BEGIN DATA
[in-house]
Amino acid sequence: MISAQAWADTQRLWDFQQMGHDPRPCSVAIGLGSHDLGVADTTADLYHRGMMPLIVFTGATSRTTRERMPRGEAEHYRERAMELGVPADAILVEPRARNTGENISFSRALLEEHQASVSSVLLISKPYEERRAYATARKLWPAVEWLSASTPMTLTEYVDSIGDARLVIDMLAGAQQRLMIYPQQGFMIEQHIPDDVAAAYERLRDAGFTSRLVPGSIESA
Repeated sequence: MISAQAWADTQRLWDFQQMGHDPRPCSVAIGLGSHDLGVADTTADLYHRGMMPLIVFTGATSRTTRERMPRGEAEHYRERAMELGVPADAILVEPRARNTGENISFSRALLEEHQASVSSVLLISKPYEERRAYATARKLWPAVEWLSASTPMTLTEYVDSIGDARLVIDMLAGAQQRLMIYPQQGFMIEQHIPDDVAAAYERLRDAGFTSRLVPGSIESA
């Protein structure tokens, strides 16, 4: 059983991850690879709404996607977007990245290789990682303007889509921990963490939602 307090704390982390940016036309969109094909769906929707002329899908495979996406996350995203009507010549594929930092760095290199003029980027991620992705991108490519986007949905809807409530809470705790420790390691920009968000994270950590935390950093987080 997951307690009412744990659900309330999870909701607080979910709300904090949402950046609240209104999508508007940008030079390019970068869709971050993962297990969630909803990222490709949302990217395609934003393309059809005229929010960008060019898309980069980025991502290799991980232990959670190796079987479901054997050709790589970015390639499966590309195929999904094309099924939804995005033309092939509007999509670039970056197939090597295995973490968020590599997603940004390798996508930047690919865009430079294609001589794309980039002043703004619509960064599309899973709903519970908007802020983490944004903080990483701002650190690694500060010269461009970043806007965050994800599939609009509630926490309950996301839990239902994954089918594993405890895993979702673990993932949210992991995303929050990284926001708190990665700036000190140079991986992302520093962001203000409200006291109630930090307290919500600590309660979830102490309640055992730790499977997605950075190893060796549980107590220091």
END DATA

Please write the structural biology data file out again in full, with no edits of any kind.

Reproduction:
[in-house]
Amino acid sequence: MISAQAWADTQRLWDFQQMGHDPRPCSVAIGLGSHDLGVADTTADLYHRGMMPLIVFTGATSRTTRERMPRGEAEHYRERAMELGVPADAILVEPRARNTGENISFSRALLEEHQASVSSVLLISKPYEERRAYATARKLWPAVEWLSASTPMTLTEYVDSIGDARLVIDMLAGAQQRLMIYPQQGFMIEQHIPDDVAAAYERLRDAGFTSRLVPGSIESA
Repeated sequence: MISAQAWADTQRLWDFQQMGHDPRPCSVAIGLGSHDLGVADTTADLYHRGMMPLIVFTGATSRTTRERMPRGEAEHYRERAMELGVPADAILVEPRARNTGENISFSRALLEEHQASVSSVLLISKPYEERRAYATARKLWPAVEWLSASTPMTLTEYVDSIGDARLVIDMLAGAQQRLMIYPQQGFMIEQHIPDDVAAAYERLRDAGFTSRLVPGSIESA
């Protein structure tokens, strides 16, 4: 059983991850690879709404996607977007990245290789990682303007889509921990963490939602 307090704390982390940016036309969109094909769906929707002329899908495979996406996350995203009507010549594929930092760095290199003029980027991620992705991108490519986007949905809807409530809470705790420790390691920009968000994270950590935390950093987080 997951307690009412744990659900309330999870909701607080979910709300904090949402950046609240209104999508508007940008030079390019970068869709971050993962297990969630909803990222490709949302990217395609934003393309059809005229929010960008060019898309980069980025991502290799991980232990959670190796079987479901054997050709790589970015390639499966590309195929999904094309099924939804995005033309092939509007999509670039970056197939090597295995973490968020590599997603940004390798996508930047690919865009430079294609001589794309980039002043703004619509960064599309899973709903519970908007802020983490944004903080990483701002650190690694500060010269461009970043806007965050994800599939609009509630926490309950996301839990239902994954089918594993405890895993979702673990993932949210992991995303929050990284926001708190990665700036000190140079991986992302520093962001203000409200006291109630930090307290919500600590309660979830102490309640055992730790499977997605950075190893060796549980107590220091």